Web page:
I would have adored this book when I was in jr high or high school. This would have been my favorite book then. I enjoyed it a lot now, but I did have some problems with it. For one thing, I see lots of reviewers here saying that it's not cliche. Well maybe you didn't read the same books I did, but I read a lot of young adult ghost stories back in the day, and this book follows the formula. It does it very well, yes, but it still follows the formula. Teenager forced against their will to move into a haunted house because a parent remarries, difficult time adjusting to new family, discovers a ghost with a tragic past, get information about the ghost from older, local people, etc. Wait Till Helen Comes for example (which is also a great young adult ghost story) has all of these cliches. So does The Headless Cupid (also excellent). Tamsin is excellent and worth reading, but the formula is there and is obvious if you've seen it before.
I don't want to be too negative, because this really is a good book, and I enjoyed it a lot. I adored Mister Cat! The house itself was creepy and I would have enjoyed more time spent to exploring it (and perhaps less time devoted to Tamsin almost - but then not - telling Jenny things).
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Format: Paperback
I am a long-time fantasy lover -- adore the novels of Ursula Le Guin and Terry Pratchett -- but the people in TAMSIN are more gullible than intelligent, falling too quickly into belief in boggarts, ghosts, and billy-blinds. You can forgive the children, but the adults, too? They probably believe in Santa and the Easter Bunny. Their stupidity eroded the novel's verisimilitude and is personally irritating to me. Gullible sympathetic chacters are unwelcome in our sad era of New Age and Fundamentalist nonsense, when far too many people...have lost the commonsense ability to be skeptical.
That cavil aside, once you accept that the characters aren't really very bright, this is a truly well-written and sensitive fantasy, with astonishing insights into the concerns and teenage girls...Furthermore, TAMSIN warmed the heart of this old medievalist. It deals intimately with one of the crucial periods in history, the English Seventeenth Century--and reminds us why England had its Glorious Revolution and Bill of Rights, and why we must stalwartly defend our Constitution and our even better American Bill of Rights...
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Format: Paperback
I remember giving up "The Last Unicorn" after 3 chapters because of the somewhat ponderous prose. But I still picked up Beagle's "Tamsin" at a book sale because I was intrigued by the synopsis (I love all things English, and I love Dorset).
Still, it took me almost 4 months to open the pages of "Tamsin". And I couldn't put it down. (Neither could my wife, who swiped it off me soon after I'd started - we had quite a tussle over it!)
The amazing thing is what an immediate different experience "Tamsin" is to "Unicorn". Beagle writes thru a 19-year-old girl's eyes recounting her experiences at 13, and my wife swears "that's exactly how a teen girl thinks". He really gets the teen perspective spot-on. Amazing for a man whose teen years must be quite some decades behind him (sorry, Mr Beagle!).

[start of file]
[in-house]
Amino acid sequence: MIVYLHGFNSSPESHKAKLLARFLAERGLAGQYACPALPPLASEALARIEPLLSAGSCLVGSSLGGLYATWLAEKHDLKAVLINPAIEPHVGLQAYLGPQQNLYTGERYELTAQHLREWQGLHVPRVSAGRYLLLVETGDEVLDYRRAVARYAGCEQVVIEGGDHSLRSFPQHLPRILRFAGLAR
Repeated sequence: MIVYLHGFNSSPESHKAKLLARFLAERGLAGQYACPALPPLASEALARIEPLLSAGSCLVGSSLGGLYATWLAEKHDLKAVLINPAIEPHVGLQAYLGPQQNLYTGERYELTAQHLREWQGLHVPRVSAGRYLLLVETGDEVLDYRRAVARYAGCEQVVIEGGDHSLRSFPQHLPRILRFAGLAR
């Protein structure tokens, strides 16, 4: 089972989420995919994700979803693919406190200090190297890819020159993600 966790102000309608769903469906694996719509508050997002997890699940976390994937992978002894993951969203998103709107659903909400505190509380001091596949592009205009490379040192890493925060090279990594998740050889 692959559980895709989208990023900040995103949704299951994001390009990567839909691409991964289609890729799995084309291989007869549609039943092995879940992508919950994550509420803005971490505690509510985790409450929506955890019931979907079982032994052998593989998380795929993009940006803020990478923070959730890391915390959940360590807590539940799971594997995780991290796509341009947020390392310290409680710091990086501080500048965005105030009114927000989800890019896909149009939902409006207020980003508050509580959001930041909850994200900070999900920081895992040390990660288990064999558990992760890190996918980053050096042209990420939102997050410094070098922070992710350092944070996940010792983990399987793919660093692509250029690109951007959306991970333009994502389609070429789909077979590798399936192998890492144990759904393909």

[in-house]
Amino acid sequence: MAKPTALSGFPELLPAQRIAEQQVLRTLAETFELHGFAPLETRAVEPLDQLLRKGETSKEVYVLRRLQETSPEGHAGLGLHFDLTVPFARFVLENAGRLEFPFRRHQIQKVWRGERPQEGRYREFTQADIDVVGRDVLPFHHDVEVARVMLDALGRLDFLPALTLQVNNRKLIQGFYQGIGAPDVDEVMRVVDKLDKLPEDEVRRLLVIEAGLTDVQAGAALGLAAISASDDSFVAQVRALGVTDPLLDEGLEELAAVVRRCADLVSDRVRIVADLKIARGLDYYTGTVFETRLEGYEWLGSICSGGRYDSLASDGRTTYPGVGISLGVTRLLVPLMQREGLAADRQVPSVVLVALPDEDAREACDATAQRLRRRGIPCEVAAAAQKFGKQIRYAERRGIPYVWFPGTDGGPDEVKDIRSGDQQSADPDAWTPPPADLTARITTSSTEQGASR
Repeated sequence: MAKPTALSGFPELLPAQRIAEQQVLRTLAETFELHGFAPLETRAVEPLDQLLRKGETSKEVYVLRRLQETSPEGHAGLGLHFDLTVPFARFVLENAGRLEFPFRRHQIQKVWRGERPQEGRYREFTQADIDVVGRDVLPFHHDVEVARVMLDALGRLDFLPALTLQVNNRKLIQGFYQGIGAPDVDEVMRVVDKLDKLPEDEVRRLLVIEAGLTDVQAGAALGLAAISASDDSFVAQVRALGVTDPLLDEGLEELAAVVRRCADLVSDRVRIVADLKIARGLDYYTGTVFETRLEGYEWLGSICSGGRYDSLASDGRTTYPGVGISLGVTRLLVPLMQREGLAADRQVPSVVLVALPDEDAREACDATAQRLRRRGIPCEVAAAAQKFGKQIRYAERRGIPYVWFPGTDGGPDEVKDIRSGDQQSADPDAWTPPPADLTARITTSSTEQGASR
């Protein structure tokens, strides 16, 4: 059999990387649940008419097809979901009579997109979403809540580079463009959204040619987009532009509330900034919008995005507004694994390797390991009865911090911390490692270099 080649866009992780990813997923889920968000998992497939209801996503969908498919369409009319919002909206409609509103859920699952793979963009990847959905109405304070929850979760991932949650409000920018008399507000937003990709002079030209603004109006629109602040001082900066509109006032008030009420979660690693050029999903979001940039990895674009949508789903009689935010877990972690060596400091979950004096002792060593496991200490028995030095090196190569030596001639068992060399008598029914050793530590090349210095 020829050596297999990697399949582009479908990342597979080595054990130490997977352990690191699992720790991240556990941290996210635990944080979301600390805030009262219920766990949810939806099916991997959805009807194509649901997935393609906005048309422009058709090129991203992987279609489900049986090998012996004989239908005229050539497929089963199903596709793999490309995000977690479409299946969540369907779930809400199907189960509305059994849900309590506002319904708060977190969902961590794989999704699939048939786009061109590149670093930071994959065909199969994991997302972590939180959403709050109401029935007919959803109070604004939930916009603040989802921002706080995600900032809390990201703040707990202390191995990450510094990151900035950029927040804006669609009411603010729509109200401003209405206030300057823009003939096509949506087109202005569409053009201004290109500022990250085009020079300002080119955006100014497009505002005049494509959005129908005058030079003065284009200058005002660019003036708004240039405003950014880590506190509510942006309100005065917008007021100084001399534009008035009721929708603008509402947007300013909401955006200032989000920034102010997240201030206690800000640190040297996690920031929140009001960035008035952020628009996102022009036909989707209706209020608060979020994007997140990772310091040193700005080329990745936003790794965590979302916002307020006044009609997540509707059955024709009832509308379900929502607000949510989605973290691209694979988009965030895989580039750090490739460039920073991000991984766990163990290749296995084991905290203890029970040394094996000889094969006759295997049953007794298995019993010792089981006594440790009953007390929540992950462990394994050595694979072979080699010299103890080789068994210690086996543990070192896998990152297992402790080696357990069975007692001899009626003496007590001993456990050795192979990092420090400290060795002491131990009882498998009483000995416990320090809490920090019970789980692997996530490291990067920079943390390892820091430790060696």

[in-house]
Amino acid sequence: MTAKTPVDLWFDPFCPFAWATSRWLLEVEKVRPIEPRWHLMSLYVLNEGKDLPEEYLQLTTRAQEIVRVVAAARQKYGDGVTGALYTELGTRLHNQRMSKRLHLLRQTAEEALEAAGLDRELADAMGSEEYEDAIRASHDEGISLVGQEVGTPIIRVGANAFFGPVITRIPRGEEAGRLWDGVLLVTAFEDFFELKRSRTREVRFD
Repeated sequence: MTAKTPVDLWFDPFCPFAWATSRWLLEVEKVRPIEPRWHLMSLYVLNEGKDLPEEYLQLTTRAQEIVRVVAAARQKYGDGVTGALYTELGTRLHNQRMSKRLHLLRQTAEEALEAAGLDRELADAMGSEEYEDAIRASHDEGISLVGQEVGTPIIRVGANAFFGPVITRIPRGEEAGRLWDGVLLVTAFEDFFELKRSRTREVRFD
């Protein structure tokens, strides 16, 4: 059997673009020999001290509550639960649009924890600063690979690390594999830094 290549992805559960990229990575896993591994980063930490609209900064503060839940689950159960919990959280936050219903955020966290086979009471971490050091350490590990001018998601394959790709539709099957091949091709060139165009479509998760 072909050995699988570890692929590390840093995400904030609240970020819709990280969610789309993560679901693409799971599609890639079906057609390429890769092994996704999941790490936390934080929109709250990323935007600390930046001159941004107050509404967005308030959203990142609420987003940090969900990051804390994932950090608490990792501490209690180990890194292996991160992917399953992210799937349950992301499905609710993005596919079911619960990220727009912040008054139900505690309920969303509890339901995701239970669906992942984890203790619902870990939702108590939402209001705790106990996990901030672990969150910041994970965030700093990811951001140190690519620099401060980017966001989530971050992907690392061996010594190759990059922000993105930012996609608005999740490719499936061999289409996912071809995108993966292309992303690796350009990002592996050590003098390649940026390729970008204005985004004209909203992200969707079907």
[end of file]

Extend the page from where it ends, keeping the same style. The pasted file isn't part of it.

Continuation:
It was a bit frustrating (just a bit) that the novel takes some time to get to the titular character - Tamsin - but in retrospect, it makes sense. Because the book is really just as much about the teen girl Jenny Gluckstein, who's uprooted from bustling New York to "dull" Dorset (so she had disgruntledly expected) by her mother's second marriage to an Englishman. This 'preamble' of quite a few chapters fleshes out Jenny's character really well - before the real fun starts!
That's when Tamsin is finally introduced, and the story's pace & drama move up a few notches. And so does the scare factor. Not any cheap, gimmicky kind, but one that really can send a chill down your spine, involving the unfolding a 300-year-old secret against a Dorset background rich in ghosts and myths.
I won't say anymore to spoil your enjoyment. This book is worth its full price - I'm just thrilled I got it at such a steal!
P.S. I'm now giving "The Last Unicorn" another chance - and hunting down more books by Peter S. Beagle!
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Format: Paperback
Peter S. Beagle's novel is a great mixture of teenage angst and fantasy. I enjoyed Jenny Gluckstein's transformation from "a sullen little hemorrhoid with feet" into an introspective, caring person. His description of the ghosts and other fantastic creatures, especially the pooka, made for fascinating reading. I found myself wondering where I could find out more about the Old Lady of the Elder Tree and the Wild Hunt.
I was able to lose myself in this novel, and I was sorry when the it ended. On the last page, the pooka said, "Jenny Gluckstein mystery belongs to mystery, not to Dorset or London. You are yourself as much a riddle as any you will ever encounter, and so you you will always draw riddles to you, wherever you may be. If there should be a boggart in New York, he will find your house, I assure you, as any pooka in London will know your name." This leaves a door open to perhaps meet Jenny again. I for one would be glad to meet Jenny and any of her fantastic compatriots in another novel.